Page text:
Editor’s note: The Double Take series has been on hold for a while now, but today marks the return of this two-sided format of perspectives. Here, Bill Graham and Andrew Crump both offer their two cents on the freshly released literary drama, The Words.
By Bill Graham:
The lesson in The Words isn’t that first-time writer/directors can get in over their heads but that a solid editor might make the difference between a film that gets sidetracked in its own convolution and something worthwhile. The bulk of the narrative plays out with struggling writer Rory Jansen (Bradley Cooper) trying to make ends meet with his wife Dora (Zoë Saldana) rooting him on in their sparse New York apartment. Upon their honeymoon to Paris she buys him a satchel and when he gets back he discovers a hidden manuscript that he falls in love with. His infatuation grows and soon he finds himself in a depressed state because he knows this piece of unsigned work is what he dreams of becoming. Instead of inspiring him, he reluctantly decides to see if it would even get published. When it does, he is past the point of no return.
That would be enough to fill a film, but writer/directors Brian Klugman and Lee Sternthal have also woven in two other storylines. One follows The Old Man (Jeremy Irons) after he confronts Rory, which audiences justifiably suspect is the one who wrote the novel. That leads to a flashback in which Ben Barnes plays what I assume is The Young Man and we learn a tale of despair and how the novel never came to be. Then there is Clay Hammond (Dennis Quaid) who sits in front of an auditorium and is telling the entire narrative to his adoring fans. One in particular is bold and cunning: Daniella (Olivia Wilde). She is infatuated with him as she gives her best piercing stare that hints at more than just interested conversation.
All of this takes place within a 96 minute runtime and yet the narrative is quite simple. Rory finds an unpublished manuscript, passes it off as his own while enjoying the success it brings, then is caught by the writer of the work. But things gain complexity as the directors weave the storylines together, blurring the lines between fact and fiction. The problem is that they never fully develop the more interesting portions. In fact, it almost seems like they either ran out of time—which is unlikely considering they were the directors—or they simply don’t know where it ends themselves. They spend so much time setting things up and just don’t follow through. The audience I was with let out an enormous groan at the end of the film, and while I did not join their raucous dissatisfaction, I was left just as cold.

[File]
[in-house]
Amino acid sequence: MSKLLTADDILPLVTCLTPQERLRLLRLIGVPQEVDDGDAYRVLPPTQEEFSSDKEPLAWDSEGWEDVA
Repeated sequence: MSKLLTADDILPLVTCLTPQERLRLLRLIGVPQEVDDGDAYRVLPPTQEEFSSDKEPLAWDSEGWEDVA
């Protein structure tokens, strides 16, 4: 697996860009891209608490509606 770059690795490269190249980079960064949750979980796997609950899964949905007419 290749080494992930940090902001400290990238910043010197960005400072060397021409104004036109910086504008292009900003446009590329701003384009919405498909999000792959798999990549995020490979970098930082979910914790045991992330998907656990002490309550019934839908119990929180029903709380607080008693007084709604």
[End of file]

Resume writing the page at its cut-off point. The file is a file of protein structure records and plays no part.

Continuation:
That isn’t to say there is no fun within The Words. On the contrary, this is an old-fashioned piece of filmmaking that seems to focus on the setup more than anything. There are some great characters as well. Quaid’s Clay Hammond is a fascinating picture of pride with insecurity. Daniella catches his attention and he blows off a reporter to make sure he lands his prize. Yet, even she is not whom she may seem. She arrives late to his reading (superfan, huh?), and while she is ready to take things to the next level she also seems to harbor some kind of anger towards him. Then there is the crotchety Jeremy Irons as The Old Man. He is full of great one-liners and he torments Rory with a mixture of contempt and sadness. Yet, none of this can overcome the whimper of an ending. In the right hands, this could have been something lasting. Instead it is just an interesting what-if.
By Andrew Crump: